To apply vapor to your eyelids, as you do in facial sauna, a bowl of water is heated to form steam and a few drops of eucalyptus oil are dropped in. Lean over the bowl and blink in the rising vapor for a minute or two. The moist heat emitted from the facial sauna causes the vessels to dilate, allowing increased blood flow to the facial vessels, thus producing a rejuvenating effect.
A cold pack placed on the eye gives soothing effect and helps relieve tired eyes. To apply the cold pack on the eyes, take two clean cotton swabs or handkerchiefs, dip them in ordinary cold water, and place them over the closed eyes. Leave them like that for ten minutes and enjoy the chillness. (Those suffering from sinus troubles should avoid taking the cold pack.)
The other activities and exercises that are there on the School’s curriculum but were not advised to Rahul include washing of eyes, reading fine print in candlelight, practice on fundamentals, practice on C chart, auto-focusing/white spaces, candle concentration, practice on Pot-Hook card, spiral/diamond, occulo vibrator, practice on dial chart, circular reading/dot, practice on Om chart, eye movements, kaleidoscope, hi-square/owl eyes/cat ex., beads string/v. window, binoscope, color plates, UB reading, pumping, and cam stimulator. Most of these are detailed in Dr. Agarwal’s book, Mind and Vision.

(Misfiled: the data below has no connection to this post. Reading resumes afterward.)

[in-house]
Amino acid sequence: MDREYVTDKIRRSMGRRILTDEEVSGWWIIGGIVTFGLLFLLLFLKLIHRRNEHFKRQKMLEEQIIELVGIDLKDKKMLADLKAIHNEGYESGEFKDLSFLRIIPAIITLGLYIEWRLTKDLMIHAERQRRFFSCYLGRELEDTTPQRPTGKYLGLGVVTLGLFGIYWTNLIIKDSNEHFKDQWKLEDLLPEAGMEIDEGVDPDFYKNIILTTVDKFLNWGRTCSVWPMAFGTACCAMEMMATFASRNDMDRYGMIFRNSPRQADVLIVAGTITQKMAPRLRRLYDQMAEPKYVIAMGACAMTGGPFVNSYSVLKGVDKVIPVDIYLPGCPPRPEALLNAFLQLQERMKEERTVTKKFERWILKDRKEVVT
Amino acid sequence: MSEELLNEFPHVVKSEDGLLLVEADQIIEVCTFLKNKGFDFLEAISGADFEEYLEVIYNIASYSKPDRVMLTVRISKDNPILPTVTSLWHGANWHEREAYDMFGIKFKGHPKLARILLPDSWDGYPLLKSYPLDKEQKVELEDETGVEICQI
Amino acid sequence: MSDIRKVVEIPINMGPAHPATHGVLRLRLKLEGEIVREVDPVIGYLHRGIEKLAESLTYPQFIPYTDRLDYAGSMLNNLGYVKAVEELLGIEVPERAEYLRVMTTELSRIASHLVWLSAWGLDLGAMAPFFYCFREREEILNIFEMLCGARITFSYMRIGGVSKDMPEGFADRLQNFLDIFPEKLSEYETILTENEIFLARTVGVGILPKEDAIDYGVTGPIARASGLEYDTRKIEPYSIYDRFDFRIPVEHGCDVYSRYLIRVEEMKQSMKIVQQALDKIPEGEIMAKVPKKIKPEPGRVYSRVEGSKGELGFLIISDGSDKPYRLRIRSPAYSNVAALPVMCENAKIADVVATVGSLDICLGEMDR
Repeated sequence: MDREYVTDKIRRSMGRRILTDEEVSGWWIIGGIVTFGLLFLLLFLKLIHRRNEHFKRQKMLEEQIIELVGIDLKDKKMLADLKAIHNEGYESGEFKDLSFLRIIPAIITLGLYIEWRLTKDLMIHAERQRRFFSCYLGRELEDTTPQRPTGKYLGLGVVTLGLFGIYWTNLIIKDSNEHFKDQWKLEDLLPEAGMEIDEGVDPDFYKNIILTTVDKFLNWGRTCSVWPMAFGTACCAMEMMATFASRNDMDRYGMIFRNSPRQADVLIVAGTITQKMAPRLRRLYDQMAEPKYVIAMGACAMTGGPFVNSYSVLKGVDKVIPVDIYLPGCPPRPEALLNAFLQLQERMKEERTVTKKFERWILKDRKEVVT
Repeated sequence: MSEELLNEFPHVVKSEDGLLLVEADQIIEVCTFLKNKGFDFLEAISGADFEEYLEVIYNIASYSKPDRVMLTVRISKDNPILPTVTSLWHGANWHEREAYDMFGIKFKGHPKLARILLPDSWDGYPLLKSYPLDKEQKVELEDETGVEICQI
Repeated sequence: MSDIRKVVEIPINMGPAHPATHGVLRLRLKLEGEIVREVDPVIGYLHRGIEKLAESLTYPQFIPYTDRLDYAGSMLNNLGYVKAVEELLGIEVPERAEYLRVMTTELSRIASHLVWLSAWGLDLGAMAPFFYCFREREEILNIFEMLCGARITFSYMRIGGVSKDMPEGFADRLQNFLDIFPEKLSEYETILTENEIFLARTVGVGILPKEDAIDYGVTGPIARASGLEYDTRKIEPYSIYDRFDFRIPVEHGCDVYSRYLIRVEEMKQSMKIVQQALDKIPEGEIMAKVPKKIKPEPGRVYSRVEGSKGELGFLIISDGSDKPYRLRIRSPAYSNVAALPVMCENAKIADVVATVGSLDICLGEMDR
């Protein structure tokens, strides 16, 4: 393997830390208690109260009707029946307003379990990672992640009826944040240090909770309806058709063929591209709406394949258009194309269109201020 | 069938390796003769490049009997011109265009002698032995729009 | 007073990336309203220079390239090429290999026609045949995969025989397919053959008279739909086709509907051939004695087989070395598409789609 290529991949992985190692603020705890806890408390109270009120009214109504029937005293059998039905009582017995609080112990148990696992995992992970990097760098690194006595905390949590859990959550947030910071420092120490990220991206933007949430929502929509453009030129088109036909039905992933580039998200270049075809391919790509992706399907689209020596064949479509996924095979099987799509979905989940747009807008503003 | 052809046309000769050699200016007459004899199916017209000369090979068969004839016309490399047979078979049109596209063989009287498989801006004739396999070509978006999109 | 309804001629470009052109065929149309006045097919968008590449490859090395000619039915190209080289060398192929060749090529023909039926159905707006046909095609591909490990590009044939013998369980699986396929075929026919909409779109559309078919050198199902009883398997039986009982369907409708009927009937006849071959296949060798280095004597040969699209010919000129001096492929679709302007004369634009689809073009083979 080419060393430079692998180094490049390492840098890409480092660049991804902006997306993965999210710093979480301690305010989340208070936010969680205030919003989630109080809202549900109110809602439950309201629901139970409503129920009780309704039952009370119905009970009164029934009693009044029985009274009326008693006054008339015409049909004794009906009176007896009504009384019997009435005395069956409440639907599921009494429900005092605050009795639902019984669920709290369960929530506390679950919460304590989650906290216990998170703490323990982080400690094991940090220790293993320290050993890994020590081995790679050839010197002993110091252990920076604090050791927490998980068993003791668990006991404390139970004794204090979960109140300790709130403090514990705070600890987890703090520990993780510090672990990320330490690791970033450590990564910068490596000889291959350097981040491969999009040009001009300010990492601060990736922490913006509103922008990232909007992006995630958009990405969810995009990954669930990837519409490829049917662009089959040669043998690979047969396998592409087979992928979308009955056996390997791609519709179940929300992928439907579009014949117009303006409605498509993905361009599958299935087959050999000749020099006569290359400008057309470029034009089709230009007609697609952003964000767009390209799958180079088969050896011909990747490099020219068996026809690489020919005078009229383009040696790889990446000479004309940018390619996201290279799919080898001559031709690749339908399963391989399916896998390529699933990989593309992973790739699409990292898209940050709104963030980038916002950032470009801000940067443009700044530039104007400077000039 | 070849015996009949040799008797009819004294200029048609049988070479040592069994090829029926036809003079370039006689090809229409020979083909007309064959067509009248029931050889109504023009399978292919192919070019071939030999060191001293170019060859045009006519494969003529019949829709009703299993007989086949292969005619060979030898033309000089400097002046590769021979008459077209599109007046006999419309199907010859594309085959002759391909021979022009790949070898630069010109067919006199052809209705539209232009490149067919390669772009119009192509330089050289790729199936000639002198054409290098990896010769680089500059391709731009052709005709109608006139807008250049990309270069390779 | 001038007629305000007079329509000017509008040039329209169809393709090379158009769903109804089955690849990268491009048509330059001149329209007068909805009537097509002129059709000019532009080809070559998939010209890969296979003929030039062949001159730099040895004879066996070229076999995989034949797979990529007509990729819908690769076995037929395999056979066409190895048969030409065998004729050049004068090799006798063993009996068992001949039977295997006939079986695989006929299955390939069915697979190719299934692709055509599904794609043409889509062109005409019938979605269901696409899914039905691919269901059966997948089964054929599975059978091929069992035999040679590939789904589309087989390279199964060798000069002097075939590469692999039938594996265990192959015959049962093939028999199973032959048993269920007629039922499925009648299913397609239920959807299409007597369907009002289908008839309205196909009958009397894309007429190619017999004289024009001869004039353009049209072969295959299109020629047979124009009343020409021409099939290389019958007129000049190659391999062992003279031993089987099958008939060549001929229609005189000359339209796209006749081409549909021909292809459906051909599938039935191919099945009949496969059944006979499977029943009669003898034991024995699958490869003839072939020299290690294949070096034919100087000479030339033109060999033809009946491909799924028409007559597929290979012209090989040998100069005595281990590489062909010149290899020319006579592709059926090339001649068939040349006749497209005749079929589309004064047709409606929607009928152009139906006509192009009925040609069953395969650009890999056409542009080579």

One of the basic but most important underlying aspect that the School For Perfect Eyesight trains anybody enrolled is developing the habit of blinking frequently which we are forgetting to do in this age of television, mobile phones, and computer. (See computer vision syndrome.) Relaxation techniques; avoiding strain to the eyes; training the oblique muscles of the eye, the muscles of accommodation that are concerned with myopia, to work smoothly while looking at all directions; and to stay healthy with a healthy diet are the other skills and health tips advised to myopic patients.
The results are very much encouraging for Rahul (age 6 years 10 months) if you compare his previous short-sight scores. See the chart below for his test score after undergoing the training session for a week.